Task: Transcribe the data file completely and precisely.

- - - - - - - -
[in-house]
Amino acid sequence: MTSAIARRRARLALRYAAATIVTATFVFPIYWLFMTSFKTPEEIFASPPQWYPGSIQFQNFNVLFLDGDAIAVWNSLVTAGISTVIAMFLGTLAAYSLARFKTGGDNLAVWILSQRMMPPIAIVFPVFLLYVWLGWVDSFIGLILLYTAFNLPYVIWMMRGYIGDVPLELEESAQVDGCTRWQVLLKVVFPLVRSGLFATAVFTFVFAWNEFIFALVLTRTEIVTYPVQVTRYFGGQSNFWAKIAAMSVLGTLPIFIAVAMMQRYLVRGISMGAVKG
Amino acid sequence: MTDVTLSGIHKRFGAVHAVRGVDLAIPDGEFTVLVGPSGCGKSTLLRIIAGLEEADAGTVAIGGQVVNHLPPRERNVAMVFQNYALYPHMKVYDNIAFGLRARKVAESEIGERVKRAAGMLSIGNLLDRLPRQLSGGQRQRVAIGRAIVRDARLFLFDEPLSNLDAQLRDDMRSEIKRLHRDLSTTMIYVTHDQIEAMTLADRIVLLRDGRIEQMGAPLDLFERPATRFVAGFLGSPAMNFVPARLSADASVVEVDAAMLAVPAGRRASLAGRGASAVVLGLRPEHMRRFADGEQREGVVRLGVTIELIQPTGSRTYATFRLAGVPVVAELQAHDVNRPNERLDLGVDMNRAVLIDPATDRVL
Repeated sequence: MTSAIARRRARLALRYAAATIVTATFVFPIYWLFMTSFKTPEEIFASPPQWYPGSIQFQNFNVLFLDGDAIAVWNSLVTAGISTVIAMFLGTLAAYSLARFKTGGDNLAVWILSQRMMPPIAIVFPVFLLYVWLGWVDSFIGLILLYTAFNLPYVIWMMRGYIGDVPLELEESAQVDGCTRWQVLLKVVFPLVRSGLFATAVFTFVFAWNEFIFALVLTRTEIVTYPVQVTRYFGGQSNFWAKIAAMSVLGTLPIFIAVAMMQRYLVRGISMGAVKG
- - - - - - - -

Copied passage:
[in-house]
Amino acid sequence: MTSAIARRRARLALRYAAATIVTATFVFPIYWLFMTSFKTPEEIFASPPQWYPGSIQFQNFNVLFLDGDAIAVWNSLVTAGISTVIAMFLGTLAAYSLARFKTGGDNLAVWILSQRMMPPIAIVFPVFLLYVWLGWVDSFIGLILLYTAFNLPYVIWMMRGYIGDVPLELEESAQVDGCTRWQVLLKVVFPLVRSGLFATAVFTFVFAWNEFIFALVLTRTEIVTYPVQVTRYFGGQSNFWAKIAAMSVLGTLPIFIAVAMMQRYLVRGISMGAVKG
Amino acid sequence: MTDVTLSGIHKRFGAVHAVRGVDLAIPDGEFTVLVGPSGCGKSTLLRIIAGLEEADAGTVAIGGQVVNHLPPRERNVAMVFQNYALYPHMKVYDNIAFGLRARKVAESEIGERVKRAAGMLSIGNLLDRLPRQLSGGQRQRVAIGRAIVRDARLFLFDEPLSNLDAQLRDDMRSEIKRLHRDLSTTMIYVTHDQIEAMTLADRIVLLRDGRIEQMGAPLDLFERPATRFVAGFLGSPAMNFVPARLSADASVVEVDAAMLAVPAGRRASLAGRGASAVVLGLRPEHMRRFADGEQREGVVRLGVTIELIQPTGSRTYATFRLAGVPVVAELQAHDVNRPNERLDLGVDMNRAVLIDPATDRVL
Repeated sequence: MTSAIARRRARLALRYAAATIVTATFVFPIYWLFMTSFKTPEEIFASPPQWYPGSIQFQNFNVLFLDGDAIAVWNSLVTAGISTVIAMFLGTLAAYSLARFKTGGDNLAVWILSQRMMPPIAIVFPVFLLYVWLGWVDSFIGLILLYTAFNLPYVIWMMRGYIGDVPLELEESAQVDGCTRWQVLLKVVFPLVRSGLFATAVFTFVFAWNEFIFALVLTRTEIVTYPVQVTRYFGGQSNFWAKIAAMSVLGTLPIFIAVAMMQRYLVRGISMGAVKG